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Pressure grows on Anwar to 'walk the talk' and dump BlackRock's firm from airport consortium

Two prominent academics are shocked that Malaysia is considering the deal at a time of genocide.

3 minute read
Japanese scholar Saul Takahashi and Palestinian author Azzam Tamimi.
Japanese scholar Saul Takahashi and Palestinian author Azzam Tamimi.

Pressure against Putrajaya's decision to bring in a company owned by controversial US investment giant BlackRock as part of a consortium to manage airports in Malaysia has steadily mounted, even as a minister scrambled to justify the deal by pointing out that the company also holds shares in Apple.

Investment, Trade and Industry Minister Tengku Zafrul Aziz has been criticised by social media users for arguing that Arab states have also allowed BlackRock, which invests heavily in the US arms industry that supplies Israel's military needs, to hold stakes in their sovereign wealth funds.

A prominent Palestinian academic and a Japanese professor have called on Prime Minister Anwar Ibrahim to cancel plans for BlackRock's Global Infrastructure Partners (GIP) to participate in the consortium to run Malaysia Airports together with the government's sovereign fund Khazanah Nasional and Employees Provident Fund (EPF).

Azzam Tamimi, a London-based academic who is an expert on the Palestinian conflict, was surprised to learn about the deal.

In a recent live dialogue with the president of the Malaysian chapter of Boycott, Divestment, Sanctions (BDS) Nazari Ismail, Tamimi said it would be a "grave mistake" for the Malaysian government to sell national institutions to "a Zionist entity or an entity that supports Zionism".

"The least that the Malaysians can do for Palestine is to boycott companies, firms, or institutions that aid Israel in its genocide against the Palestinians. Short of this, How can one call themselves supporters? Supporters in what sense?" he asked.

Tamimi, who has published extensive studies on the Palestinian resistance movements, said it was pointless to show sympathy for the Palestinian people while supporting Israel's war chest.

"If you are praying for us, but at the same time you're pouring aid into the pockets of those who are slaughtering us, then what's the point of that prayer? It's meaningless," he said.

Tamimi cited Turkey as an example of a Muslim government that has betrayed Palestine alongside Arab states by maintaining relations with Israel or supporting the Zionist state through commercial activities.

"Until recently, the first seven months of this genocide in Gaza, Turkey was the main supplier of Israel of vegetables and fruits.

"Imagine, when Israel was having problems producing its food stuff, Turkey jumped in because of the incentive of profit and rescued the Zionists. It's just terrible."


Meanwhile, a prominent Japanese human rights scholar expressed his shock that the Malaysian government plan.

Saul Takahashi, a human rights professor at Osaka Jogakuin University, said it is "unconscionable" that the Malaysian government is considering the deal.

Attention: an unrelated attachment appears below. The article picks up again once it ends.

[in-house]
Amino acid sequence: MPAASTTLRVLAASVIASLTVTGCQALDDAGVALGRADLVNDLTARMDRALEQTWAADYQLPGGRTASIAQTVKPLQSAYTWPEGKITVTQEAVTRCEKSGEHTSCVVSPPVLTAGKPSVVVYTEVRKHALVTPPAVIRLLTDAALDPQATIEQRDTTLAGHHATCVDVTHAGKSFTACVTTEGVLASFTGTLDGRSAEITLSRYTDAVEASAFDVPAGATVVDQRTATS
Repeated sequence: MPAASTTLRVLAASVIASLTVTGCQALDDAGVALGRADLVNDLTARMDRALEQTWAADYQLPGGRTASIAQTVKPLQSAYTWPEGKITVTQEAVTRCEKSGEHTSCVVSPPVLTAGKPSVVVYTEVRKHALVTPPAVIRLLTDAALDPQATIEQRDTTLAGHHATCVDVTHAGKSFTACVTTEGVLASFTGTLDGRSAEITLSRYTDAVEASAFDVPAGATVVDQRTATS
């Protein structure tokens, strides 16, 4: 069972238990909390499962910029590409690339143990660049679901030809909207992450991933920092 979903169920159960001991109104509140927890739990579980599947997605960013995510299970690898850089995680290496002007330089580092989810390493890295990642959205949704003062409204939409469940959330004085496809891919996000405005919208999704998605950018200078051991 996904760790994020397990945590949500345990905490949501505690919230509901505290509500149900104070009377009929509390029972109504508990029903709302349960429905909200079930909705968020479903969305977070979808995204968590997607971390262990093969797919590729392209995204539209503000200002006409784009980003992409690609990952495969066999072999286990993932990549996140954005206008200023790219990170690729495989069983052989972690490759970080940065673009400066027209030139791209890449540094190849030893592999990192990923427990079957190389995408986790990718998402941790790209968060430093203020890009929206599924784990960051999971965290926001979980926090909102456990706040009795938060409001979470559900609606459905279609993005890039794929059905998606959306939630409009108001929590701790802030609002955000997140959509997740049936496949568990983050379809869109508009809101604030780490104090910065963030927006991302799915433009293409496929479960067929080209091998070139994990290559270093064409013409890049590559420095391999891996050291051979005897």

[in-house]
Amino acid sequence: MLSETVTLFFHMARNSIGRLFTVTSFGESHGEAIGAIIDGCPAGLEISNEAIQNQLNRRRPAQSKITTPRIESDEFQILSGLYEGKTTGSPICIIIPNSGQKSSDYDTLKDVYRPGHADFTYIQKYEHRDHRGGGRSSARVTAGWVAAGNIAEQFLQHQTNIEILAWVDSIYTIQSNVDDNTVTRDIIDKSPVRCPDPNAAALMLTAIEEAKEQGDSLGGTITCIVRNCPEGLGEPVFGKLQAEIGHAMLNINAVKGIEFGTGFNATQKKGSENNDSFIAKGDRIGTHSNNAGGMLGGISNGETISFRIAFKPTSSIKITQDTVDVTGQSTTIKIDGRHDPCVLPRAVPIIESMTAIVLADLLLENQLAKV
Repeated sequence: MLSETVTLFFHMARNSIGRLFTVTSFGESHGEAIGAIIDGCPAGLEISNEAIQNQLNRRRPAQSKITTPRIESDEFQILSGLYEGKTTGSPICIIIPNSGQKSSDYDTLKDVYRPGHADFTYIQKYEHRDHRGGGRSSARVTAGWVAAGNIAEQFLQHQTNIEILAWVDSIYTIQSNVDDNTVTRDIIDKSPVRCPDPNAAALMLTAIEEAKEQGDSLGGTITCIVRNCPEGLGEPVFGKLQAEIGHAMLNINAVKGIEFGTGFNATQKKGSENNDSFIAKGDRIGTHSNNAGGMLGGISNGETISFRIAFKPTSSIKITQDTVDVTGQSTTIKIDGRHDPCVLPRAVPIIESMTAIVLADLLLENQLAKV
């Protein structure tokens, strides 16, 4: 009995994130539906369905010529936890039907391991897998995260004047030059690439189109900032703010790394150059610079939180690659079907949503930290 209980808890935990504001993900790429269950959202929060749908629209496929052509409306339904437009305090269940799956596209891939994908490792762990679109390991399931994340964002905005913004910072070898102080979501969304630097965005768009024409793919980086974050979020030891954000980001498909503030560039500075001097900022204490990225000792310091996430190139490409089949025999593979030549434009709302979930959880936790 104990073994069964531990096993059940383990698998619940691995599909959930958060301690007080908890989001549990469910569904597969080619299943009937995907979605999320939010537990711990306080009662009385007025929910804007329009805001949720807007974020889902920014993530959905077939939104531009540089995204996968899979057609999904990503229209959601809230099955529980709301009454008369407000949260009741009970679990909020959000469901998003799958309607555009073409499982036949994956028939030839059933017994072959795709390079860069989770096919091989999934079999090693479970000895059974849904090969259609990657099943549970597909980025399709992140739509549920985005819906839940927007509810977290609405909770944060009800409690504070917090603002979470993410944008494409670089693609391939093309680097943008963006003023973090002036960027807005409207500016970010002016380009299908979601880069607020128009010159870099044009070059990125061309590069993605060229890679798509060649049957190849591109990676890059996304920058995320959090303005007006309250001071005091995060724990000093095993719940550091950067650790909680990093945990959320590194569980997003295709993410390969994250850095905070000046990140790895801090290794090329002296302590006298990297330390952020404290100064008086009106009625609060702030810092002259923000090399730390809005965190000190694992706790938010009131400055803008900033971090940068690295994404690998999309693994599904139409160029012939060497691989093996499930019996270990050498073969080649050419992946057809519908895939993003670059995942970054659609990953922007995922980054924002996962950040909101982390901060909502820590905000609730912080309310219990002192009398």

"BlackRock is a major funder of the US militaryindustrial complex and an enabler of the Israeli genocide that is taking place in Palestine right before our eyes even as we speak. The CEO of BlackRock is also a well known and outspoken supporter of the Zionist apartheid regime.

"That the Malaysian government would even consider doing this is particularly shocking, given the government's strong support -- at least stated support- for the Palestinian cause over many years," said Takahashi, who was deputy head of the United Nations High Commissioner for Human Rights in Occupied Palestine.

Anwar has so far dismissed the protests against BlackRock's involvement, just as he defended the participation of US arms companies that supported the Israeli military at a defence exhibition organised by the Malaysian government last month.

The Defence Services Asia and National Security Asia trade fairs in Kuala Lumpur also included Lockheed Martin, the defence contractor in which BlackRock holds a 7.4% stake.

BlackRock is also the second largest shareholder in McDonald's Corp and Starbucks, the fast food and coffee chains that are also targets of the global anti-Israel boycott movement, including in Malaysia.

Tamimi said Malaysia should not take the position that it stands to benefit economically in the plan.

"It's nonsense. Where are our values? Where are our principles?"

He said he is aware that in politics, pragmatism is "sometimes needed" where principles and values are ignored.

"But this is not acceptable in a situation like the one in which we are, when this genocide is continuing without an end in view."

The same argument is used by Muslim regimes to justify their dealings with Israel, he said.

"(They say) it's a business, it's for our benefit, it's for our economy. Anybody that does something wrong, they can find a means of justifying what they are doing."

"Imagine that if from day number one, Turkey refused to come to the aid of the Israelis, and if Turkey and the other Arab countries like Jordan, Egypt, the UAE, Bahrain, Morocco, and Sudan had threatened to sever diplomatic relations with Israel, probably the genocide would not have lasted this long in Gaza."

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